Wednesday, November 19, 2008

Rerum Novarum excerpt III -
On the family

"11. With reason, then, the common opinion of mankind, little affected by the few dissentients who have contended for the opposite view, has found in the careful study of nature, and in the laws of nature, the foundations of the division of property, and the practice of all ages has consecrated the principle of private ownership, as being pre-eminently in conformity with human nature, and as conducing in the most unmistakable manner to the peace and tranquillity of human existence. The same principle is confirmed and enforced by the civil laws-laws which, so long as they are just, derive from the law of nature their binding force. The authority of the divine law adds its sanction, forbidding us in severest terms even to covet that which is another's: "Thou shalt not covet thy neighbour's wife; nor his house, nor his field, nor his man-servant, nor his maid-servant, nor his ox, nor his ass, nor anything that is his."(2)

12. The rights here spoken of, belonging to each individual man, are seen in much stronger light when considered in relation to man's social and domestic obligations. In choosing a state of life, it is indisputable that all are at full liberty to follow the counsel of Jesus Christ as to observing virginity, or to bind themselves by the marriage tie. No human law can abolish the natural and original right of marriage, nor in any way limit the chief and principal purpose of marriage ordained by God's authority from the beginning: "Increase and multiply."(3) Hence we have the family, the "society" of a man's house - a society very small, one must admit, but none the less a true society, and one older than any State. Consequently, it has rights and duties peculiar to itself which are quite independent of the State.

13. That right to property, therefore, which has been proved to belong naturally to individual persons, must in like wise belong to a man in his capacity of head of a family; nay, that right is all the stronger in proportion as the human person receives a wider extension in the family group. It is a most sacred law of nature that a father should provide food and all necessaries for those whom he has begotten; and, similarly, it is natural that he should wish that his children, who carry on, so to speak, and continue his personality, should be by him provided with all that is needful to enable them to keep themselves decently from want and misery amid the uncertainties of this mortal life. Now, in no other way can a father effect this except by the ownership of productive property, which he can transmit to his children by inheritance. A family, no less than a State, is, as We have said, a true society, governed by an authority peculiar to itself, that is to say, by the authority of the father. Provided, therefore, the limits which are prescribed by the very purposes for which it exists be not transgressed, the family has at least equal rights with the State in the choice and pursuit of the things needful to its preservation and its just liberty. We say, "at least equal rights"; for, inasmuch as the domestic household is antecedent, as well in idea as in fact, to the gathering of men into a community, the family must necessarily have rights and duties which are prior to those of the community, and founded more immediately in nature. If the citizens, if the families on entering into association and fellowship, were to experience hindrance in a commonwealth instead of help, and were to find their rights attacked instead of being upheld, society would rightly be an object of detestation rather than of desire.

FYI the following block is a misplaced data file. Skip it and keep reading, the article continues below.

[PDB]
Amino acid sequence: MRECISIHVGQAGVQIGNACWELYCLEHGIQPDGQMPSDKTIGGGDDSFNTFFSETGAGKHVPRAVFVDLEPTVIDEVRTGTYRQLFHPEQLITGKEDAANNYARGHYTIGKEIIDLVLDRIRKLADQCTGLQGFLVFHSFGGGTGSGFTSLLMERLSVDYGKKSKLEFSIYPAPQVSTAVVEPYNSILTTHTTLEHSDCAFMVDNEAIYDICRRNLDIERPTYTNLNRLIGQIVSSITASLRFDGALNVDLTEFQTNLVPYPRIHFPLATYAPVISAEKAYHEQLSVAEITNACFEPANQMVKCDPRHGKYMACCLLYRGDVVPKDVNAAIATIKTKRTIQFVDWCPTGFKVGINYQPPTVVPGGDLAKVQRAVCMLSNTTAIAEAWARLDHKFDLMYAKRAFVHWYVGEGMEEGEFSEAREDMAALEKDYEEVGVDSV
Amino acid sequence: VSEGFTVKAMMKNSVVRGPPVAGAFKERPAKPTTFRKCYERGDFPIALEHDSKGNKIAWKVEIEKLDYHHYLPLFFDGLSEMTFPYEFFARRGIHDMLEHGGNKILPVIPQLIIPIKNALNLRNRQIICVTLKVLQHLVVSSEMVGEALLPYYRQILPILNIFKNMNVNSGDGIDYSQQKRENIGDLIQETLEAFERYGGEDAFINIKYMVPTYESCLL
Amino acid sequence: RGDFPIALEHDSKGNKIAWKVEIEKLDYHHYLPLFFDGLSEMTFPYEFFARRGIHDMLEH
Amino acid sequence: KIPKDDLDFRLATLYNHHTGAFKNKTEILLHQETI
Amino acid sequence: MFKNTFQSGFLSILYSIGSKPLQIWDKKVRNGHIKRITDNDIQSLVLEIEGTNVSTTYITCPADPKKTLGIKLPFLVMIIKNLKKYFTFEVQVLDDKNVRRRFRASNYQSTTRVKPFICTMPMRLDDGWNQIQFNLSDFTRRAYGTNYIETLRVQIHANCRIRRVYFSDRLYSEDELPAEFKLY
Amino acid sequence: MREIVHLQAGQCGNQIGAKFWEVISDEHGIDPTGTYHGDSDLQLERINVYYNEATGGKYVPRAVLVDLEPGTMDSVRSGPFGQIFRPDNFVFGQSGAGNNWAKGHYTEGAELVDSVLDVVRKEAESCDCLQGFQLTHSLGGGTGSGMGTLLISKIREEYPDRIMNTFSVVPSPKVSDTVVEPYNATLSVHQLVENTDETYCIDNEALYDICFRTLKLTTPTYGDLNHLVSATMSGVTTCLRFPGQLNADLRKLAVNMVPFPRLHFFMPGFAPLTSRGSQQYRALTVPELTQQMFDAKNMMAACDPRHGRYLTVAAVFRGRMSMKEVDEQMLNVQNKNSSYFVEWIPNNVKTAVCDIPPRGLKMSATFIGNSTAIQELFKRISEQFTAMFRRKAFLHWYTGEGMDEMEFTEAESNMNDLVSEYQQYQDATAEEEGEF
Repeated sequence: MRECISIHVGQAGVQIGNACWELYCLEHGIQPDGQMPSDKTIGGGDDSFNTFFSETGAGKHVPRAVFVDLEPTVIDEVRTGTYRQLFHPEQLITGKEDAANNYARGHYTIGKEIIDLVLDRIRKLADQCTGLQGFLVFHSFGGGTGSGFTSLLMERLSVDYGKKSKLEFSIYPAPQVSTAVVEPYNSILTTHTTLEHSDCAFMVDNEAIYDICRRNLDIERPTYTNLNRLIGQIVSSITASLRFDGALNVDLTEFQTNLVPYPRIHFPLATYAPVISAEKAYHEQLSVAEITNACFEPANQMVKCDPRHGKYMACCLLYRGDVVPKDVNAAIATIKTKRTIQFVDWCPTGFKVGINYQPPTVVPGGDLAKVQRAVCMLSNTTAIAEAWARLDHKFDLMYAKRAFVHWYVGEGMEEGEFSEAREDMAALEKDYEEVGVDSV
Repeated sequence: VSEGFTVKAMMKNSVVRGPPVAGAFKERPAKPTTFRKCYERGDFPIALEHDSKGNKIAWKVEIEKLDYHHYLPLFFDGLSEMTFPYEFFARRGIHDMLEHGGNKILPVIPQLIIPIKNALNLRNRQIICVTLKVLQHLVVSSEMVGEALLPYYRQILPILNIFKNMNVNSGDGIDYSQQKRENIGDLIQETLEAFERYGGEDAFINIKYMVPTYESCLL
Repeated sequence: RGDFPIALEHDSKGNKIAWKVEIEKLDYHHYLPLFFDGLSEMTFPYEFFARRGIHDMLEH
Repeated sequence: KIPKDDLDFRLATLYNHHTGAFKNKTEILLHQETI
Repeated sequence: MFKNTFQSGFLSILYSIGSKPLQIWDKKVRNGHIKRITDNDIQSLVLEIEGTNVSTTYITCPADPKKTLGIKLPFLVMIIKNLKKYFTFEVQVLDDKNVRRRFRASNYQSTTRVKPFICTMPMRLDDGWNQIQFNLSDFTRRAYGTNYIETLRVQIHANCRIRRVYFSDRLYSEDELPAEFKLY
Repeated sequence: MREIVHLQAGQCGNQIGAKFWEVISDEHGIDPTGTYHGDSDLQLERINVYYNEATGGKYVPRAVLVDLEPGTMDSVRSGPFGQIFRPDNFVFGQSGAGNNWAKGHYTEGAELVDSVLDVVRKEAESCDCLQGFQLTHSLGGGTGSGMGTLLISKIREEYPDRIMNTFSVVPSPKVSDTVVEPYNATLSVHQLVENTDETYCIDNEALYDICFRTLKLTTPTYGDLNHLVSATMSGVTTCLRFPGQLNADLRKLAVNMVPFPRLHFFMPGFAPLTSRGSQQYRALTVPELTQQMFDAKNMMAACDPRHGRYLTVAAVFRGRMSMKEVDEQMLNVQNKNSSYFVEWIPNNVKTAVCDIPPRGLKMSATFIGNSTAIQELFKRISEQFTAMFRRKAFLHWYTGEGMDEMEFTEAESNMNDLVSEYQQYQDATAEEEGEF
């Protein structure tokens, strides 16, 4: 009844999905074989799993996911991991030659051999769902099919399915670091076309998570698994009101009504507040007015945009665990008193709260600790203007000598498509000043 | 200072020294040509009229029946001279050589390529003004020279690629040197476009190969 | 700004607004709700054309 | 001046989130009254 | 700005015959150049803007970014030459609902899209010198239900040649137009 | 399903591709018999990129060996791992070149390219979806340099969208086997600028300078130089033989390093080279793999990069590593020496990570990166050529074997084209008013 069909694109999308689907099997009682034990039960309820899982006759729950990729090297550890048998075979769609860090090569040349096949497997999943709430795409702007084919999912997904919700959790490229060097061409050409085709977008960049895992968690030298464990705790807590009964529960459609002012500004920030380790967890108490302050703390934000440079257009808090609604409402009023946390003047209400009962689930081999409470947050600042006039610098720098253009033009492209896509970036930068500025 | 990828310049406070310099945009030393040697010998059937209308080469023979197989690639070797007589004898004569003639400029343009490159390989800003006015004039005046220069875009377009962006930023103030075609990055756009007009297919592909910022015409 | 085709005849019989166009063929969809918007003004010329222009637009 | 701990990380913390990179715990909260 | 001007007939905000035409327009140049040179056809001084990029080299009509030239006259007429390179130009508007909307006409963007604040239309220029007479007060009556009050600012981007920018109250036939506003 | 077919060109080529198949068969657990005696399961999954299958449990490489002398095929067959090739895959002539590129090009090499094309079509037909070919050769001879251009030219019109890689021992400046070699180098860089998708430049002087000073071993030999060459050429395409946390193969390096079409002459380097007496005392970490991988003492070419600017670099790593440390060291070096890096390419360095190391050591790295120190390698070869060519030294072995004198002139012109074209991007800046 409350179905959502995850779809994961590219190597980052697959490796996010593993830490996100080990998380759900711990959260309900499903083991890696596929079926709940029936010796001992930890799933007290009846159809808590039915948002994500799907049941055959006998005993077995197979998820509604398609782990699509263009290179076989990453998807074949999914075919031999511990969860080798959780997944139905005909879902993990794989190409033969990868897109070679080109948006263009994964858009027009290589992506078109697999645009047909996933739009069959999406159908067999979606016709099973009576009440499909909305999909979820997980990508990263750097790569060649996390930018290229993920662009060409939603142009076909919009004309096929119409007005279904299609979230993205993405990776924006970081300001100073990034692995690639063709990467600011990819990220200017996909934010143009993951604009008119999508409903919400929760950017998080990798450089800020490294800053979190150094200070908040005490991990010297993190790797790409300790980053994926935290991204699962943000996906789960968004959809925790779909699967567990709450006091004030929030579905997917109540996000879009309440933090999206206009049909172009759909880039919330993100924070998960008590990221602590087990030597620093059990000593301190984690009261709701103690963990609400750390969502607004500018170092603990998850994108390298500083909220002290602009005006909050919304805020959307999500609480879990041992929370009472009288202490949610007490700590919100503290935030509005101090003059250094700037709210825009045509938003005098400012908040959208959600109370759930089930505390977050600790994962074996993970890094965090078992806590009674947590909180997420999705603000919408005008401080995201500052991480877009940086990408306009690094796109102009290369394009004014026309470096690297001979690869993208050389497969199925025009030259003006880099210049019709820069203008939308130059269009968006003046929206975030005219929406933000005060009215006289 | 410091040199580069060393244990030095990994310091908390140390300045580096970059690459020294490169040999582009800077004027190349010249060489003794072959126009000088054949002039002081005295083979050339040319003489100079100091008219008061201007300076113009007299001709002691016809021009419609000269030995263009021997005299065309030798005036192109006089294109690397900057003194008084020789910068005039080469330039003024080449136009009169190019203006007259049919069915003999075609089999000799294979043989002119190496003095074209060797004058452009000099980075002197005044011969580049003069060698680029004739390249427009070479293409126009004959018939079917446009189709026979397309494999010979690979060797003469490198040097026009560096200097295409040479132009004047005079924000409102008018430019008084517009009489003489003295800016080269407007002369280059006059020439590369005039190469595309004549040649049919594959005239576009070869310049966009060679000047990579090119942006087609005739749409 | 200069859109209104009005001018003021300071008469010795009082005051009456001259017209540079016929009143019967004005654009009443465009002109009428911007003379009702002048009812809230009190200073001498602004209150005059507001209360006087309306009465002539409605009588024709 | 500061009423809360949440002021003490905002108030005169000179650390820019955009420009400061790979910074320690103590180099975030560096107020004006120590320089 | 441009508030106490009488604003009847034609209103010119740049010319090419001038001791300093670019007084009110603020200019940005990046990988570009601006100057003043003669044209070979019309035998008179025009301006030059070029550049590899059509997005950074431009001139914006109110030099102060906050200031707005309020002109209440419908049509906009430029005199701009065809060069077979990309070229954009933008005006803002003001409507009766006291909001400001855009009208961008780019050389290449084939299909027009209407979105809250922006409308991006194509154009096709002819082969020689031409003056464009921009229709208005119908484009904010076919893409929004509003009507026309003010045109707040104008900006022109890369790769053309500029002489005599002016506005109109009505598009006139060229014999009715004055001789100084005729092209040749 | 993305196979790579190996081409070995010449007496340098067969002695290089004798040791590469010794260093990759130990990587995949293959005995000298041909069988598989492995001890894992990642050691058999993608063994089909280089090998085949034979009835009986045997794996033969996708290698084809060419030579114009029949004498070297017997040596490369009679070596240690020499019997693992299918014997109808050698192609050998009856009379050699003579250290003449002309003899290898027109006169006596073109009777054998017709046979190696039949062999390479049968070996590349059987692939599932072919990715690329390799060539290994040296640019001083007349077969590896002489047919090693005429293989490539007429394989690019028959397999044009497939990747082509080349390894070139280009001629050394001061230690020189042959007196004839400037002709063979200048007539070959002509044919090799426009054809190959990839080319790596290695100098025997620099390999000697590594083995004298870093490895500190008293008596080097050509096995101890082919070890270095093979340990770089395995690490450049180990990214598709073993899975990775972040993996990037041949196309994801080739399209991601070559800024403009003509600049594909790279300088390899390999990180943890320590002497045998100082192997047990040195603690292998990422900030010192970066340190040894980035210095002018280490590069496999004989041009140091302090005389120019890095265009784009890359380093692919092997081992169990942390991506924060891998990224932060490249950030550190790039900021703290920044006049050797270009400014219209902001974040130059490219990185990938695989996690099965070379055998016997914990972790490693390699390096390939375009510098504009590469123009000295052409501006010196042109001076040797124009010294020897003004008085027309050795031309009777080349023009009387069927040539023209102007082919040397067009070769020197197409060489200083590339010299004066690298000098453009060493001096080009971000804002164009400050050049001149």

14. The contention, then, that the civil government should at its option intrude into and exercise intimate control over the family and the household is a great and pernicious error. True, if a family finds itself in exceeding distress, utterly deprived of the counsel of friends, and without any prospect of extricating itself, it is right that extreme necessity be met by public aid, since each family is a part of the commonwealth. In like manner, if within the precincts of the household there occur grave disturbance of mutual rights, public authority should intervene to force each party to yield to the other its proper due; for this is not to deprive citizens of their rights, but justly and properly to safeguard and strengthen them. But the rulers of the commonwealth must go no further; here, nature bids them stop. Paternal authority can be neither abolished nor absorbed by the State; for it has the same source as human life itself. "The child belongs to the father," and is, as it were, the continuation of the father's personality; and speaking strictly, the child takes its place in civil society, not of its own right, but in its quality as member of the family in which it is born. And for the very reason that "the child belongs to the father" it is, as St. Thomas Aquinas says, "before it attains the use of free will, under the power and the charge of its parents."(4) The socialists, therefore, in setting aside the parent and setting up a State supervision, act against natural justice, and destroy the structure of the home. "

2). Deut. 5:21.
3). Gen. 1:28.
4). Summa theologiae, IIa-IIae, q. x, art. 12, Answer.

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